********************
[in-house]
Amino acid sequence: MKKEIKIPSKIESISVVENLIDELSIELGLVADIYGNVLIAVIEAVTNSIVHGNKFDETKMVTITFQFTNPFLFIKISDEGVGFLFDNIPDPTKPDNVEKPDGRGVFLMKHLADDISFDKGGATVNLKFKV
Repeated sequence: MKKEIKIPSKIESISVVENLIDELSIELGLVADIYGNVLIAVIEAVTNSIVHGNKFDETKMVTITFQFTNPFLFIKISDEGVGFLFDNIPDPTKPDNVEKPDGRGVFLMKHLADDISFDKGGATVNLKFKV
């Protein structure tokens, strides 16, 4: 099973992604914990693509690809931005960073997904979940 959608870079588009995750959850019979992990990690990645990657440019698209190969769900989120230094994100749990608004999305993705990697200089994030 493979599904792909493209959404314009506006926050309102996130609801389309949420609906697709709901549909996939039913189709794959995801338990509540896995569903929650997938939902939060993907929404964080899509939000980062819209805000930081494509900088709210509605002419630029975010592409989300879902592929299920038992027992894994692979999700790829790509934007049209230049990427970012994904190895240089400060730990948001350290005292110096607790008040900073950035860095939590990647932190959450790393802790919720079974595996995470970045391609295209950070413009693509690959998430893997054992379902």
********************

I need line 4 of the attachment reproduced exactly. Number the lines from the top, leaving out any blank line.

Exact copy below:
């Protein structure tokens, strides 16, 4: 099973992604914990693509690809931005960073997904979940 959608870079588009995750959850019979992990990690990645990657440019698209190969769900989120230094994100749990608004999305993705990697200089994030 493979599904792909493209959404314009506006926050309102996130609801389309949420609906697709709901549909996939039913189709794959995801338990509540896995569903929650997938939902939060993907929404964080899509939000980062819209805000930081494509900088709210509605002419630029975010592409989300879902592929299920038992027992894994692979999700790829790509934007049209230049990427970012994904190895240089400060730990948001350290005292110096607790008040900073950035860095939590990647932190959450790393802790919720079974595996995470970045391609295209950070413009693509690959998430893997054992379902």